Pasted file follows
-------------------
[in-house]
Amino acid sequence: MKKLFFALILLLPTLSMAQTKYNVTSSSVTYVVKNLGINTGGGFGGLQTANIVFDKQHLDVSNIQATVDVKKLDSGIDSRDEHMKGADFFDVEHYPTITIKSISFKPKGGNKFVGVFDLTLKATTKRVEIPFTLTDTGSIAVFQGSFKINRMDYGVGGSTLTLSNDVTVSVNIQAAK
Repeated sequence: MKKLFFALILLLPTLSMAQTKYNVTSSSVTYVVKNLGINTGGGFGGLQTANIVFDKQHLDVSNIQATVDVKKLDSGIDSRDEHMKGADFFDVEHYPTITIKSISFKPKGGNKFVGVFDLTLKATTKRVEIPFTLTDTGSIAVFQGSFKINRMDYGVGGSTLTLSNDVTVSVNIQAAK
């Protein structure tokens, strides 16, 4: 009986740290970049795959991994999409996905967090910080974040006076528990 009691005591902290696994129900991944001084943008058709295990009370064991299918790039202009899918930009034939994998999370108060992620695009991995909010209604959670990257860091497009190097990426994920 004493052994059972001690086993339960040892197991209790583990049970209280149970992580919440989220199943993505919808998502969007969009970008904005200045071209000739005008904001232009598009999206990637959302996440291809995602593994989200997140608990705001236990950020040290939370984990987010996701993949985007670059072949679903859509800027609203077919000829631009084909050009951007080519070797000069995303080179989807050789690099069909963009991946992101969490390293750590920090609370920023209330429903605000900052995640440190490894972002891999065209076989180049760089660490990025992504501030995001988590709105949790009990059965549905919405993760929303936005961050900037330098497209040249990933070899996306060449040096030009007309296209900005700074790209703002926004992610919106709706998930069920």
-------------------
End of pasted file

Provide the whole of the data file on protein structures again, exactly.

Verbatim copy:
[in-house]
Amino acid sequence: MKKLFFALILLLPTLSMAQTKYNVTSSSVTYVVKNLGINTGGGFGGLQTANIVFDKQHLDVSNIQATVDVKKLDSGIDSRDEHMKGADFFDVEHYPTITIKSISFKPKGGNKFVGVFDLTLKATTKRVEIPFTLTDTGSIAVFQGSFKINRMDYGVGGSTLTLSNDVTVSVNIQAAK
Repeated sequence: MKKLFFALILLLPTLSMAQTKYNVTSSSVTYVVKNLGINTGGGFGGLQTANIVFDKQHLDVSNIQATVDVKKLDSGIDSRDEHMKGADFFDVEHYPTITIKSISFKPKGGNKFVGVFDLTLKATTKRVEIPFTLTDTGSIAVFQGSFKINRMDYGVGGSTLTLSNDVTVSVNIQAAK
């Protein structure tokens, strides 16, 4: 009986740290970049795959991994999409996905967090910080974040006076528990 009691005591902290696994129900991944001084943008058709295990009370064991299918790039202009899918930009034939994998999370108060992620695009991995909010209604959670990257860091497009190097990426994920 004493052994059972001690086993339960040892197991209790583990049970209280149970992580919440989220199943993505919808998502969007969009970008904005200045071209000739005008904001232009598009999206990637959302996440291809995602593994989200997140608990705001236990950020040290939370984990987010996701993949985007670059072949679903859509800027609203077919000829631009084909050009951007080519070797000069995303080179989807050789690099069909963009991946992101969490390293750590920090609370920023209330429903605000900052995640440190490894972002891999065209076989180049760089660490990025992504501030995001988590709105949790009990059965549905919405993760929303936005961050900037330098497209040249990933070899996306060449040096030009007309296209900005700074790209703002926004992610919106709706998930069920």